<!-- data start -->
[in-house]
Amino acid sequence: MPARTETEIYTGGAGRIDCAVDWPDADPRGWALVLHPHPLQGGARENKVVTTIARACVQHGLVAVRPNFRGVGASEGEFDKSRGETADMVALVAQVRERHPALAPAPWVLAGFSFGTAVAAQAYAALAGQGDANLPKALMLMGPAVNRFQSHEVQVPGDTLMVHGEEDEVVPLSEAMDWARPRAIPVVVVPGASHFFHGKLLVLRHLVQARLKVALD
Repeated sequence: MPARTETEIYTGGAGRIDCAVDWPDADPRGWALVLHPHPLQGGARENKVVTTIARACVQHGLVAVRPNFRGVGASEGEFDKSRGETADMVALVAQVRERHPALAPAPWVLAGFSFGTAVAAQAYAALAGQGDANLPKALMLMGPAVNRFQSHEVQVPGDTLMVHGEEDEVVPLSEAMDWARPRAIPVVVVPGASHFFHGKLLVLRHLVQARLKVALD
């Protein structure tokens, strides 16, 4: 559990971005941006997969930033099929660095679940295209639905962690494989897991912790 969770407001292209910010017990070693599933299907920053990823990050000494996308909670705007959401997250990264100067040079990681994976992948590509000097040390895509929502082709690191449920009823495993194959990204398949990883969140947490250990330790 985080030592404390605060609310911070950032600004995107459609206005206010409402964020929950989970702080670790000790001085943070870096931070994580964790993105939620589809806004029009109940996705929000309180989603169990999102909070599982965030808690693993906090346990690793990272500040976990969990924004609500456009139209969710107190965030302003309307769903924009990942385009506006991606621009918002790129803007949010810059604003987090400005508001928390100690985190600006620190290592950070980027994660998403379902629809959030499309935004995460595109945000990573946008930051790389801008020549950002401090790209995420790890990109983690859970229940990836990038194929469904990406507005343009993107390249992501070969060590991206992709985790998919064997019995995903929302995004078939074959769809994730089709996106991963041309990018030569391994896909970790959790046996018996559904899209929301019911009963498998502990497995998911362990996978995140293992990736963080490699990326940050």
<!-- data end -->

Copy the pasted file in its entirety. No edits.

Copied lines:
[in-house]
Amino acid sequence: MPARTETEIYTGGAGRIDCAVDWPDADPRGWALVLHPHPLQGGARENKVVTTIARACVQHGLVAVRPNFRGVGASEGEFDKSRGETADMVALVAQVRERHPALAPAPWVLAGFSFGTAVAAQAYAALAGQGDANLPKALMLMGPAVNRFQSHEVQVPGDTLMVHGEEDEVVPLSEAMDWARPRAIPVVVVPGASHFFHGKLLVLRHLVQARLKVALD
Repeated sequence: MPARTETEIYTGGAGRIDCAVDWPDADPRGWALVLHPHPLQGGARENKVVTTIARACVQHGLVAVRPNFRGVGASEGEFDKSRGETADMVALVAQVRERHPALAPAPWVLAGFSFGTAVAAQAYAALAGQGDANLPKALMLMGPAVNRFQSHEVQVPGDTLMVHGEEDEVVPLSEAMDWARPRAIPVVVVPGASHFFHGKLLVLRHLVQARLKVALD
């Protein structure tokens, strides 16, 4: 559990971005941006997969930033099929660095679940295209639905962690494989897991912790 969770407001292209910010017990070693599933299907920053990823990050000494996308909670705007959401997250990264100067040079990681994976992948590509000097040390895509929502082709690191449920009823495993194959990204398949990883969140947490250990330790 985080030592404390605060609310911070950032600004995107459609206005206010409402964020929950989970702080670790000790001085943070870096931070994580964790993105939620589809806004029009109940996705929000309180989603169990999102909070599982965030808690693993906090346990690793990272500040976990969990924004609500456009139209969710107190965030302003309307769903924009990942385009506006991606621009918002790129803007949010810059604003987090400005508001928390100690985190600006620190290592950070980027994660998403379902629809959030499309935004995460595109945000990573946008930051790389801008020549950002401090790209995420790890990109983690859970229940990836990038194929469904990406507005343009993107390249992501070969060590991206992709985790998919064997019995995903929302995004078939074959769809994730089709996106991963041309990018030569391994896909970790959790046996018996559904899209929301019911009963498998502990497995998911362990996978995140293992990736963080490699990326940050």